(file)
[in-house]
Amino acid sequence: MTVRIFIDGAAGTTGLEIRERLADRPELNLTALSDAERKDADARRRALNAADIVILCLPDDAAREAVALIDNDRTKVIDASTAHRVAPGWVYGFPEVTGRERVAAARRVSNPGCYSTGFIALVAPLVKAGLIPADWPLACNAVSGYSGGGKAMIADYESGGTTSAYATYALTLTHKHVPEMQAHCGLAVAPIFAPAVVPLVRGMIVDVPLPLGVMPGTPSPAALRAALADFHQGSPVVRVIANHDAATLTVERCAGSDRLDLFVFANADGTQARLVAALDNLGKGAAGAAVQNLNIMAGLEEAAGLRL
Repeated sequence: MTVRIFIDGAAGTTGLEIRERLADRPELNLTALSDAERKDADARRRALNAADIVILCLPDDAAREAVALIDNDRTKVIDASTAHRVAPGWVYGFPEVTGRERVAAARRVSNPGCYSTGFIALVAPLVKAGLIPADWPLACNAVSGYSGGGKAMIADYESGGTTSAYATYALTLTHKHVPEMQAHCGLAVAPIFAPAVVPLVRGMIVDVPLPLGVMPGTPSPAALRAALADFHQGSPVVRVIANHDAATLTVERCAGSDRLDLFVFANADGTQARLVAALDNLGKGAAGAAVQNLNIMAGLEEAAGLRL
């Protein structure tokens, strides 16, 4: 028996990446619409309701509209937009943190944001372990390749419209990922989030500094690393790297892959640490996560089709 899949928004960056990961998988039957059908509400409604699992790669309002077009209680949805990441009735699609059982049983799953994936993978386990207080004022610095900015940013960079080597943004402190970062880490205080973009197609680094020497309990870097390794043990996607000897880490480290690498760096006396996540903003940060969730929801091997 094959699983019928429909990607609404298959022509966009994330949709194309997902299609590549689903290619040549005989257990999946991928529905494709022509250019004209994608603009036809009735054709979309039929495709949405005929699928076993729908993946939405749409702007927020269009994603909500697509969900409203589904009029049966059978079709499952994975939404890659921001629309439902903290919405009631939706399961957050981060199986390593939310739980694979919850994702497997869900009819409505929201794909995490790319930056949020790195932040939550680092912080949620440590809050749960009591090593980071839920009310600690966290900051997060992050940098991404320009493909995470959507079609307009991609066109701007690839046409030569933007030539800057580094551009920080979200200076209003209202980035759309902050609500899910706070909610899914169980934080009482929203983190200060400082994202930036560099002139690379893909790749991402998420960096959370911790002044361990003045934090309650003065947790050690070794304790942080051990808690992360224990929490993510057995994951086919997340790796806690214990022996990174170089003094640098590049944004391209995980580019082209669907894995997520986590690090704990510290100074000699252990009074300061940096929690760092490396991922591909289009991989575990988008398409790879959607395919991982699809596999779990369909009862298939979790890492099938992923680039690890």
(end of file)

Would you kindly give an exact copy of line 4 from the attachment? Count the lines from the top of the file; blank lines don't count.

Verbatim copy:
């Protein structure tokens, strides 16, 4: 028996990446619409309701509209937009943190944001372990390749419209990922989030500094690393790297892959640490996560089709 899949928004960056990961998988039957059908509400409604699992790669309002077009209680949805990441009735699609059982049983799953994936993978386990207080004022610095900015940013960079080597943004402190970062880490205080973009197609680094020497309990870097390794043990996607000897880490480290690498760096006396996540903003940060969730929801091997 094959699983019928429909990607609404298959022509966009994330949709194309997902299609590549689903290619040549005989257990999946991928529905494709022509250019004209994608603009036809009735054709979309039929495709949405005929699928076993729908993946939405749409702007927020269009994603909500697509969900409203589904009029049966059978079709499952994975939404890659921001629309439902903290919405009631939706399961957050981060199986390593939310739980694979919850994702497997869900009819409505929201794909995490790319930056949020790195932040939550680092912080949620440590809050749960009591090593980071839920009310600690966290900051997060992050940098991404320009493909995470959507079609307009991609066109701007690839046409030569933007030539800057580094551009920080979200200076209003209202980035759309902050609500899910706070909610899914169980934080009482929203983190200060400082994202930036560099002139690379893909790749991402998420960096959370911790002044361990003045934090309650003065947790050690070794304790942080051990808690992360224990929490993510057995994951086919997340790796806690214990022996990174170089003094640098590049944004391209995980580019082209669907894995997520986590690090704990510290100074000699252990009074300061940096929690760092490396991922591909289009991989575990988008398409790879959607395919991982699809596999779990369909009862298939979790890492099938992923680039690890």